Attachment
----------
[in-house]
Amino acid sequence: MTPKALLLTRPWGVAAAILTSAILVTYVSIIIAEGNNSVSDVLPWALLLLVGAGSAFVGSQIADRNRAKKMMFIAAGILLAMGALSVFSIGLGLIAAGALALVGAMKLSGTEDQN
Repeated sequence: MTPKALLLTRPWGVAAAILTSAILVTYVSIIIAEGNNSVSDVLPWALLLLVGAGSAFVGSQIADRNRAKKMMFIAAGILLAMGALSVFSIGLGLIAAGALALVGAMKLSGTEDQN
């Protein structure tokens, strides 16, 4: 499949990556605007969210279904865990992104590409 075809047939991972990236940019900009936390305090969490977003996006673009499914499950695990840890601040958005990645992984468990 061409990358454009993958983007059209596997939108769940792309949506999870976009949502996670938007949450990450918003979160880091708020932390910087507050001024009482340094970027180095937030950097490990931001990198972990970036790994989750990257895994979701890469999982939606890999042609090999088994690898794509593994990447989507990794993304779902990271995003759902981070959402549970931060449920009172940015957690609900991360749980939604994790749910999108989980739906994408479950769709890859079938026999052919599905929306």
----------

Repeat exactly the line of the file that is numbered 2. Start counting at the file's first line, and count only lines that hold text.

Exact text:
Amino acid sequence: MTPKALLLTRPWGVAAAILTSAILVTYVSIIIAEGNNSVSDVLPWALLLLVGAGSAFVGSQIADRNRAKKMMFIAAGILLAMGALSVFSIGLGLIAAGALALVGAMKLSGTEDQN